Tufts On-Campus Students

Apply to Join the Inside-Out Course

  • APPLICATION for Tufts on-campus students to join an Inside-Out course will be reviewed beginning on APRIL 1ST and will continue until the slots are filled. Interviews of selected candidates will take place soon after April 1.

INSIDE-OUT PROGRAM: Tufts University has offered a credit-bearing course for incarcerated people and non-incarcerated Tufts students at MCI-Shirley, Souza-Baranowski Correctional Center, and MCI-Concord. Inside-Out™ courses are taught by faculty members trained through the Inside-Out Prison Exchange Program to lead “courses that allow participants to encounter each other as equals, often across profound social barriers.” The practice of bringing inside and outside students together for “engaged and informed dialogue allows for transformative learning experiences that invite participants to take leadership in addressing crime, justice, and other issues of social concern.” This course is open to Tufts undergraduate and graduate students and requires faculty permission after a written application and faculty interview.

COURSE DESCRIPTION: The Literature of Confinement (Civic Studies 150). Instructor: Hilary Binda, Director TUPIT and Women’s, Gender, and Sexuality Studies Program; Senior Lecturer in Civic Studies 

This interdisciplinary literature, history, and sociology course asks how writers from different historical periods, regions, cultures, and genders have understood experiences of confinement and freedom. What are some of the effects on our understanding of “humanity” & the “human” of different kinds of confinement – economic, educational, legal, physical, intellectual, emotional, spiritual, and social? The Literature of Confinement runs as an Inside-Out class composed of Tufts (“outside”) students and incarcerated (“inside”) students in equal numbers. Through small and large group discussion and weekly written work on literary texts, students will analyze a variety of works that engage discourses of identity and difference, including race, culture, economic class, gender, and sexuality. A weekly focus on experiential learning across cultural, social, and literal barriers in addition to the regular practice of close reading, critical analysis, and self-reflection enables all students to increase their qualitative knowledge about power in the face of social injustice and civic responsibility. This course aims to facilitate not only expanded literacy, widely defined, but also learning about differences while enabling new modes of identification and fostering new forms of understanding through shared acts of interpretation and imagination. Toward the end of the term, inside and outside students work together to complete interdisciplinary project-based work of the group’s invention and design.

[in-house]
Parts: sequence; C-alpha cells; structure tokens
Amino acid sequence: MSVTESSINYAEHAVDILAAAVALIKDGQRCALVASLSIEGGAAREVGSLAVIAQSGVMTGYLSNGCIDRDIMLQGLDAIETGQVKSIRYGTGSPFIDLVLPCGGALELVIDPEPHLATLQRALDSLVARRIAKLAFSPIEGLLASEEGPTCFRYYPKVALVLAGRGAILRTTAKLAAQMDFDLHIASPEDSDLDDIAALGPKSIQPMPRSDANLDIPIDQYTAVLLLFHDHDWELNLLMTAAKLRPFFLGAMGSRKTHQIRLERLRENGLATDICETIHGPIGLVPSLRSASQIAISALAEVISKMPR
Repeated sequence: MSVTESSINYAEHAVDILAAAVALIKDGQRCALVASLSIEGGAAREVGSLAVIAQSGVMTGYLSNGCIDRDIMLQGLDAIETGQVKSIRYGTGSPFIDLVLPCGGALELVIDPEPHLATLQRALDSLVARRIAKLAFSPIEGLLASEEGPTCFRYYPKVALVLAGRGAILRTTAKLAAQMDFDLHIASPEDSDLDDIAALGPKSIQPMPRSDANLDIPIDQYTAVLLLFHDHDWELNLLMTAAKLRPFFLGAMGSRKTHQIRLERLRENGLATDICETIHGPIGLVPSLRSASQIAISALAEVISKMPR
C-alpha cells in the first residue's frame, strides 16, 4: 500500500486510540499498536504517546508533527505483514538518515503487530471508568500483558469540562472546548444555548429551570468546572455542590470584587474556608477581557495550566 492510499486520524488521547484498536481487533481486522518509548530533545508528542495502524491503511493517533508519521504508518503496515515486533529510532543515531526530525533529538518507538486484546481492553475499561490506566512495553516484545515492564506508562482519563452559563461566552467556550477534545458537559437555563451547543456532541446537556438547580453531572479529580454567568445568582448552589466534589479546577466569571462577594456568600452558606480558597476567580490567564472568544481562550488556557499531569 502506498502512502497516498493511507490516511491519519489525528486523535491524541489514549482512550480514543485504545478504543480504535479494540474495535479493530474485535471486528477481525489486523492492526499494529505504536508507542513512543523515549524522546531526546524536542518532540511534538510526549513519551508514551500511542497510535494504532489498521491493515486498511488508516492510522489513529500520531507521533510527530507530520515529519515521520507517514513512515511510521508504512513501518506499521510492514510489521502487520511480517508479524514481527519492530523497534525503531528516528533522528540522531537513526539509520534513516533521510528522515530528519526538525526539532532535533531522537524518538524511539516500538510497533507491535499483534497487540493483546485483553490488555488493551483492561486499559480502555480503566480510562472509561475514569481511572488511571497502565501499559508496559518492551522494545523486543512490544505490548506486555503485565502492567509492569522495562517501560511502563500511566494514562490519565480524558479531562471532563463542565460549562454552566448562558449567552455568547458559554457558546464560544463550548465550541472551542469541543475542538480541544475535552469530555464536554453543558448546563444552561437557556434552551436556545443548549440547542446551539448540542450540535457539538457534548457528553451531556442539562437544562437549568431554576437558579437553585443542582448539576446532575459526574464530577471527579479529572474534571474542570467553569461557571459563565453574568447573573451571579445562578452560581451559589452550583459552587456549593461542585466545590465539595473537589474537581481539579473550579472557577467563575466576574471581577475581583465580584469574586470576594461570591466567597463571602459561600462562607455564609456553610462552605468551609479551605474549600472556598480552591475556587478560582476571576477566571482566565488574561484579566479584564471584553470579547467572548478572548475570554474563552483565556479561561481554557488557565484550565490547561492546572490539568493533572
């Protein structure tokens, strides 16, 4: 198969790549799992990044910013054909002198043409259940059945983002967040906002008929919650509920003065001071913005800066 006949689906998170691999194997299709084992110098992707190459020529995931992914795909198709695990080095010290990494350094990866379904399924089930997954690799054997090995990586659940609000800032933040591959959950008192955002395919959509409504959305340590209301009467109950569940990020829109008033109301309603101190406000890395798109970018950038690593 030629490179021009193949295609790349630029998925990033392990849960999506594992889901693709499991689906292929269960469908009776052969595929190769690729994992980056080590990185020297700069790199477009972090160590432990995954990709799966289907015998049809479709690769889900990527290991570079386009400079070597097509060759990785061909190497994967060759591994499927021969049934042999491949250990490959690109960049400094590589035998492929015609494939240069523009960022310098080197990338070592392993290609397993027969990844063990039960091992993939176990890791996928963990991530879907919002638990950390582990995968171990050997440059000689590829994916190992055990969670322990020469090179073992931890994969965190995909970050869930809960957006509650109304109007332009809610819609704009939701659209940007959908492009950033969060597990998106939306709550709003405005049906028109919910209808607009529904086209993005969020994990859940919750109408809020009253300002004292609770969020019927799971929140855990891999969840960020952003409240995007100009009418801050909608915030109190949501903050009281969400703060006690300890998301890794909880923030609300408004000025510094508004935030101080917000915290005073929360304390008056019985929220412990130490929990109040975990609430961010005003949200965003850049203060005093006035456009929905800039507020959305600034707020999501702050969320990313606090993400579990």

Apply to Join the MyTERN Program

  • APPLICATION for Tufts on-campus students to join the fall MyTERN course (The Literatures of Justice CVS 150) or fall Tech for Civic Impact TAship will be reviewed beginning on APRIL 1ST and will continue until the slots are filled. Interviews of selected candidates will take place soon after April 1.

Tufts undergraduates can be involved in 3 ways and must apply by APRIL 1:

  1. Fall enrollment in The Literatures of Justice (CVS 150) (applications due April 1) Course meets Mondays 5:30-8:30PM on Boston campus